As I read this book I kept thinking, "My daughter would love this guy." Why? Because the entire book can be boiled down to the argument, "Kids can't do math, so let's not make them yet." Copeland says, "The child must first develop to the stage of conservation of number, usually sic and a half to seven years of age, before he can be 'taught' number" (21). He says they can't learn measurement until they can understand continuity. (Note to Copeland: I just took a real analysis class and I still don't understand continuity.) He says they shouldn't learn addition until they are eight, and then they should only learn addition facts they teach themselves. He says some kids won't be ready to learn addition until junior high. I'll pause here for all my Asian readers to finish laughing and wipe the tears from their eyes.

Initially I thought, "This is the kind of book I would have loved when I was in school," but then I realized that, actually, it wasn't. My problem in school was being bored out of my mind, and spending the first three years of school doing counting worksheets, as Copeland suggests, would have done me in. The frightening thing is that the ages Copeland suggests are averages, meaning he thinks there are some children who, even at seven, can't learn how to count. (At least there were when he wrote this book in 1970; these days every child is above average.)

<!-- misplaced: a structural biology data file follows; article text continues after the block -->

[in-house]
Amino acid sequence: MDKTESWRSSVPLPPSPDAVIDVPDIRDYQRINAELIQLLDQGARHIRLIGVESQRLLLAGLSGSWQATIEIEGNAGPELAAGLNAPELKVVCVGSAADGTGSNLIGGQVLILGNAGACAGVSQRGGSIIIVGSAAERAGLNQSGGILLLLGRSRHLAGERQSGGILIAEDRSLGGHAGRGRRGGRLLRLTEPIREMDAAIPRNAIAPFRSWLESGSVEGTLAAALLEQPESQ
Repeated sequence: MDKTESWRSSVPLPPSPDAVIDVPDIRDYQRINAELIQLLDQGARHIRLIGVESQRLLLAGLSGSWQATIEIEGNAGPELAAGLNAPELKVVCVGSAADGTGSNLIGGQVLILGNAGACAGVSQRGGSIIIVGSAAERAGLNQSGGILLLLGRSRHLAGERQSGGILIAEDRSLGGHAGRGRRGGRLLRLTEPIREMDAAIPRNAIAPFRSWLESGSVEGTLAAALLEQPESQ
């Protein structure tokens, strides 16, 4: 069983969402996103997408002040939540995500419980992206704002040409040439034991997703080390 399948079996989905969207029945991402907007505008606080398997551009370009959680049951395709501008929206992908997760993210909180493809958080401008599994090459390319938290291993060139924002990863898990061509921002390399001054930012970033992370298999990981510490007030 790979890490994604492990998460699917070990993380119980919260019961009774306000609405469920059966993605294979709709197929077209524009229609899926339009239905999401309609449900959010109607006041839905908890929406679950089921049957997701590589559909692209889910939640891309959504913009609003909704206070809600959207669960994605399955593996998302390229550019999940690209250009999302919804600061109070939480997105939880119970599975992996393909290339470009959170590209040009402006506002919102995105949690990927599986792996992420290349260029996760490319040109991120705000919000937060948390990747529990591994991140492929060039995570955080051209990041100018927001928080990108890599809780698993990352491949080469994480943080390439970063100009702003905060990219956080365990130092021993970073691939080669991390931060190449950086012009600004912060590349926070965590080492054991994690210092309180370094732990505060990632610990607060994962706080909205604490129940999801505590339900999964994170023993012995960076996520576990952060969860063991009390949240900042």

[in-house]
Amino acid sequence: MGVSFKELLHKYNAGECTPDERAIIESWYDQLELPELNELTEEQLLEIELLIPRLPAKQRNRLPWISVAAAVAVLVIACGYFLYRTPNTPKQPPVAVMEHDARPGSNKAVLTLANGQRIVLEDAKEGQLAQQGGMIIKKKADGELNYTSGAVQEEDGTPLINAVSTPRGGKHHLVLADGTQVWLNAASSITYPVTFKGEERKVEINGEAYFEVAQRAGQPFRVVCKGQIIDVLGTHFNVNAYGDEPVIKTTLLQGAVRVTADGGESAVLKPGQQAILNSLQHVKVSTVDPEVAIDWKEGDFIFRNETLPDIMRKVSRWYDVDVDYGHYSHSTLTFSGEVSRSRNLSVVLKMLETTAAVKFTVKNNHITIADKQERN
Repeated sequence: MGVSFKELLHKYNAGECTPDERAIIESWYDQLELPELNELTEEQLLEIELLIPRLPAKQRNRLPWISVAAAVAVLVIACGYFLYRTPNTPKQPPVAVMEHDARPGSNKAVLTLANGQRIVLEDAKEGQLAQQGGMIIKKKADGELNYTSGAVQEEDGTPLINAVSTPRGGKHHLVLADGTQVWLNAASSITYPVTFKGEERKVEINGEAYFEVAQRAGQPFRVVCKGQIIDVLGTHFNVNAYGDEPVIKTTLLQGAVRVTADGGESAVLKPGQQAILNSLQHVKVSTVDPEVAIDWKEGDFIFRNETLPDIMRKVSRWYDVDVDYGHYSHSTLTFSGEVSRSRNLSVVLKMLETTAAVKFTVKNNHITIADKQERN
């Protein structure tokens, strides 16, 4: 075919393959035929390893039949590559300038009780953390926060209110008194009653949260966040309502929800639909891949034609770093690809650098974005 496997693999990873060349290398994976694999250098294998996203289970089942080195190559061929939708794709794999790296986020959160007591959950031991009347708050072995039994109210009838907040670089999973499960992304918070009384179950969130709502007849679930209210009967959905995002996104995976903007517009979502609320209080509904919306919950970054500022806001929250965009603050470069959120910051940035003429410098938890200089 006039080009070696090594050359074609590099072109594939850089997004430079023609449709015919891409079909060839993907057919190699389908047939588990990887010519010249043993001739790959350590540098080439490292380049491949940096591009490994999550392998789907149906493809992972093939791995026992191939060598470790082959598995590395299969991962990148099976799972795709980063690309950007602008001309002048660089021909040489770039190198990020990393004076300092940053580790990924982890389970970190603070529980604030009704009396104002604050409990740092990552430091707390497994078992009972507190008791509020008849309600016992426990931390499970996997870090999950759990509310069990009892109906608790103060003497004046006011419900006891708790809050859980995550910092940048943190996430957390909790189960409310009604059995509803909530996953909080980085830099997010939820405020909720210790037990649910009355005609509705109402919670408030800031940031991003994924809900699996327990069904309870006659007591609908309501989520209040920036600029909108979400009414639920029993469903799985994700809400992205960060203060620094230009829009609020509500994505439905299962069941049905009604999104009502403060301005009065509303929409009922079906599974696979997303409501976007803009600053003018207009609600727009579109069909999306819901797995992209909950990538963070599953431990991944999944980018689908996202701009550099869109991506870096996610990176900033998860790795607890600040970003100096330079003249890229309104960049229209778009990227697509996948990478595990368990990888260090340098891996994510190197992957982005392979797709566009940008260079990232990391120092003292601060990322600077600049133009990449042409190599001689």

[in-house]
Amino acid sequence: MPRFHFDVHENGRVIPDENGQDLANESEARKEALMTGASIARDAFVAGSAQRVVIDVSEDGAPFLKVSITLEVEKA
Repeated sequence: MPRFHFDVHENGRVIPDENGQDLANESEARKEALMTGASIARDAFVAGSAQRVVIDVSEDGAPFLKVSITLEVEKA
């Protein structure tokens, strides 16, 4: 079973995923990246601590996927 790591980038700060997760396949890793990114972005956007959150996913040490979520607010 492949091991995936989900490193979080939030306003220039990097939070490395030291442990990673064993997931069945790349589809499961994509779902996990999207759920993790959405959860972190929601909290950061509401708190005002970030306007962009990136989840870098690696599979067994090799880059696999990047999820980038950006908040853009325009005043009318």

This is one of the (many) books I checked out of the library while I was waiting for the two kids I tutor to not show up. (They don't show up more than they do, actually.) I wanted a book more like What's Math Got to Do With It? by Jo Boaler, which I read last year (in preparation for becoming my daughter's primary math teacher) and really enjoyed. Instead, with Copeland's book I got 300 dense pages of him verbally fellating Jean Piaget. Page 10 is a reproduction of a letter from Piaget to Copeland. The rest of the book presents the findings of Piaget as conclusive. "Here's a proposition, and if you think it sounds wacky, rest assured that Piaget agrees."

The problem with citing Piaget as the final authority is that, I think, the guy is dead wrong about a lot of stuff. His argument for why it's pointless to teach counting before the age of seven is that some younger kids make crazy counting errors that show they don't really know what counting means. When they are seven, they don't make those mistakes anymore. A reasonable person would say it's because they've mastered the skill; Piaget and Copeland say it means they shouldn't even have been taught the skill yet.